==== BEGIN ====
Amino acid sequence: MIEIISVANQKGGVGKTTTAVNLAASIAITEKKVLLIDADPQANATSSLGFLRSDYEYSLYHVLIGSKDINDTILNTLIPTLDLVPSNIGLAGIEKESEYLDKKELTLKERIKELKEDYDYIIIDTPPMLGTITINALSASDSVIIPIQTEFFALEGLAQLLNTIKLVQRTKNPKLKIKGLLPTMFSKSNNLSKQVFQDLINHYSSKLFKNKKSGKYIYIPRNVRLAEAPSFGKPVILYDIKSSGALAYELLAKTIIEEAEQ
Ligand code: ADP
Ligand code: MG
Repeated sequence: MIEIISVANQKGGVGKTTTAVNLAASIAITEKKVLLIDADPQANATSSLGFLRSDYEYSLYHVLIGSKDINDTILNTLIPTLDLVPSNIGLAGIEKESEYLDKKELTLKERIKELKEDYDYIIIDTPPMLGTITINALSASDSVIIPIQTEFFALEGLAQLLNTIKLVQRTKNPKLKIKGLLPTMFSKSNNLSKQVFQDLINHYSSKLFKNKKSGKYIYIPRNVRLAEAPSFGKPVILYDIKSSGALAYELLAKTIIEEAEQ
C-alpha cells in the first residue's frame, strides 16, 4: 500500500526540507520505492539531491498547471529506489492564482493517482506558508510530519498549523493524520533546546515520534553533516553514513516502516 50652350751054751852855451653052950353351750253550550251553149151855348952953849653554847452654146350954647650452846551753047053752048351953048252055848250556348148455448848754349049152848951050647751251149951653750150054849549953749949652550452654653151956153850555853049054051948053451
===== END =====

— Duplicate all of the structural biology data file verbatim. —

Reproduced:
Amino acid sequence: MIEIISVANQKGGVGKTTTAVNLAASIAITEKKVLLIDADPQANATSSLGFLRSDYEYSLYHVLIGSKDINDTILNTLIPTLDLVPSNIGLAGIEKESEYLDKKELTLKERIKELKEDYDYIIIDTPPMLGTITINALSASDSVIIPIQTEFFALEGLAQLLNTIKLVQRTKNPKLKIKGLLPTMFSKSNNLSKQVFQDLINHYSSKLFKNKKSGKYIYIPRNVRLAEAPSFGKPVILYDIKSSGALAYELLAKTIIEEAEQ
Ligand code: ADP
Ligand code: MG
Repeated sequence: MIEIISVANQKGGVGKTTTAVNLAASIAITEKKVLLIDADPQANATSSLGFLRSDYEYSLYHVLIGSKDINDTILNTLIPTLDLVPSNIGLAGIEKESEYLDKKELTLKERIKELKEDYDYIIIDTPPMLGTITINALSASDSVIIPIQTEFFALEGLAQLLNTIKLVQRTKNPKLKIKGLLPTMFSKSNNLSKQVFQDLINHYSSKLFKNKKSGKYIYIPRNVRLAEAPSFGKPVILYDIKSSGALAYELLAKTIIEEAEQ
C-alpha cells in the first residue's frame, strides 16, 4: 500500500526540507520505492539531491498547471529506489492564482493517482506558508510530519498549523493524520533546546515520534553533516553514513516502516 50652350751054751852855451653052950353351750253550550251553149151855348952953849653554847452654146350954647650452846551753047053752048351953048252055848250556348148455448848754349049152848951050647751251149951653750150054849549953749949652550452654653151956153850555853049054051948053451